The first one, the one that looks like a minus sign, minimizes the screen. That means that although the program isn’t closed, you don’t see it. It’s just like clicking the Silhouette icon along the bottom bar of programs when the software is open. Clicking that icon again will show it again.
The second one, which looks like 1 or 2 squares, is called Maximize. If you see 2 squares, it’s already maximized, meaning it covers your entire screen. Click on it once to Restore Down, which means to make it smaller but still visible. That allows you to see other open programs, your computer folders or the desktop at the same time.
You can also Restore Down by clicking and dragging in the white area on the very very top of the software (in the area where these icons are). Click and drag in that area also to move the window around.
The icon is now a single square. While in this mode, you can adjust the size of the window by clicking and dragging at the sides or corners of the window. Notice how in the screenshot above you can see my desktop, my word processor and Silhouette Studio because I made the latter 2 smaller.
Click on the single square to maximize back to full screen.
The 3rd icon is an X. You can click that to close the software completely. It turns red when you hover over it just to give you warning.
On a Mac computer…
…there are red, yellow and green buttons in the upper left.
The red button closes the software when you’re done working in it.
The yellow button minimizes the software (see info above). You can click and drag in the title bar along the top of the software to move the window around. As with Windows, you can resize the software window by clicking and dragging one of the sides.
The green button, along with the Option key, maximizes the window – takes it back to full screen.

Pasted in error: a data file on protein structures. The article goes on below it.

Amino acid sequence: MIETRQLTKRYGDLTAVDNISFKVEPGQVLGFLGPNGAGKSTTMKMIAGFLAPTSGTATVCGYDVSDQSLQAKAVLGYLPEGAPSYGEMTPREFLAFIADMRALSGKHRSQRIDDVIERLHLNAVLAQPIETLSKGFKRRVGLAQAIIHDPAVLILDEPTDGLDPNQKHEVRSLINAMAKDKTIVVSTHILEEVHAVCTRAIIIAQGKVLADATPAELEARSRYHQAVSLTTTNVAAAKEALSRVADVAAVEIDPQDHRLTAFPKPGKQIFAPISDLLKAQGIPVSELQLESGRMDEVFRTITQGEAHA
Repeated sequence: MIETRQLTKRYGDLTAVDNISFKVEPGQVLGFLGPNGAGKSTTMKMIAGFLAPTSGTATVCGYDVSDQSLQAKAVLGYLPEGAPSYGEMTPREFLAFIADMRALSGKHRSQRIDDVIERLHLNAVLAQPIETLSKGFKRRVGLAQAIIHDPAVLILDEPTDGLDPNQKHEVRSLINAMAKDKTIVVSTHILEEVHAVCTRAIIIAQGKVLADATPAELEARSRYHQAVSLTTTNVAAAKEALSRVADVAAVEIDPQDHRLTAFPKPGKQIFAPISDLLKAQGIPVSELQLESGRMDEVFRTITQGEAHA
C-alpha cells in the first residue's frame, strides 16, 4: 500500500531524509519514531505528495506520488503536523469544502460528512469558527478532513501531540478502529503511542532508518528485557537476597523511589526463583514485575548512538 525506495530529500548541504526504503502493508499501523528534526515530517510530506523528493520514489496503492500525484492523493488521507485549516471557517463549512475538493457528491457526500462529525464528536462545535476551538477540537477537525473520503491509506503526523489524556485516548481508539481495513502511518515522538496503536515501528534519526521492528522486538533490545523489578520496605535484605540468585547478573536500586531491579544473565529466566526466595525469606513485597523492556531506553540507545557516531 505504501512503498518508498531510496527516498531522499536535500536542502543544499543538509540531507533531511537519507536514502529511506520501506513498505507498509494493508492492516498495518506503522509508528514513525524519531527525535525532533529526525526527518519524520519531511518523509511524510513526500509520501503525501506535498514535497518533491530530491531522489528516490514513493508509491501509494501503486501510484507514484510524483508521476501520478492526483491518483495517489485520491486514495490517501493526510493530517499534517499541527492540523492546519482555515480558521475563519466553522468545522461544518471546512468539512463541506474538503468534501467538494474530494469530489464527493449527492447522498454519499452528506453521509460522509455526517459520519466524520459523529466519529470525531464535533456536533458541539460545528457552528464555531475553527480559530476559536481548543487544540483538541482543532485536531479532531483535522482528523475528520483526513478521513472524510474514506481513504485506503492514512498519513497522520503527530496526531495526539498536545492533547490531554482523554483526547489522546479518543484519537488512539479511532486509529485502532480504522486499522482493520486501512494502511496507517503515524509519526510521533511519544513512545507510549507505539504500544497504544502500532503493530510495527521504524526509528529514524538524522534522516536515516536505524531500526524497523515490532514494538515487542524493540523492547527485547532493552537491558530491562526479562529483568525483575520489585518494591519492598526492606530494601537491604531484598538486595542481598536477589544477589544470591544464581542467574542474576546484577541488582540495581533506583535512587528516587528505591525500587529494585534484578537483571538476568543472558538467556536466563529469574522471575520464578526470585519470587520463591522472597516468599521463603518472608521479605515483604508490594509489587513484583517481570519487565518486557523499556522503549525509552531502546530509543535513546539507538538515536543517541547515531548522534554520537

We’ve discussed zooming before, but now’s a good time to familiarize yourself with it if you haven’t yet done so.
Zoom in to make the mat area bigger so you can see closer in on your images.
Zoom out to make the mat area smaller so you can see a more overall view.
Selection zoom tells the software exactly which area you want to see closer. To use this, click the icon, then left click and drag around an area on the drawing area. The software zooms in to that area and centers it on the screen. This will stop at some point, but you can use Zoom in to get closer.
Drag zoom to move in and out more gradually that with the first 2 icons. Click this, then click and drag your mouse. Move your mouse down on the drawing area to zoom in, move it up to zoom out.
Pan to move the whole workspace around. Click on the icon, then click and drag on the drawing area.
Fit to page shows your whole page centered on the drawing area. It doesn’t necessarily show your whole mat or just your mat. It shows your page size that you set in page setup.
Practice each kind of zoom. Decide if you like zooming with icons, keyboard shortcuts or the View drop down menu. You can undo a zoom or fit to window with the right click menu.
If you’ve gone through all the lessons to this point, you should be really familiar with how to get where you want to go in the software. In the next lesson, I’ll show you how to the library works.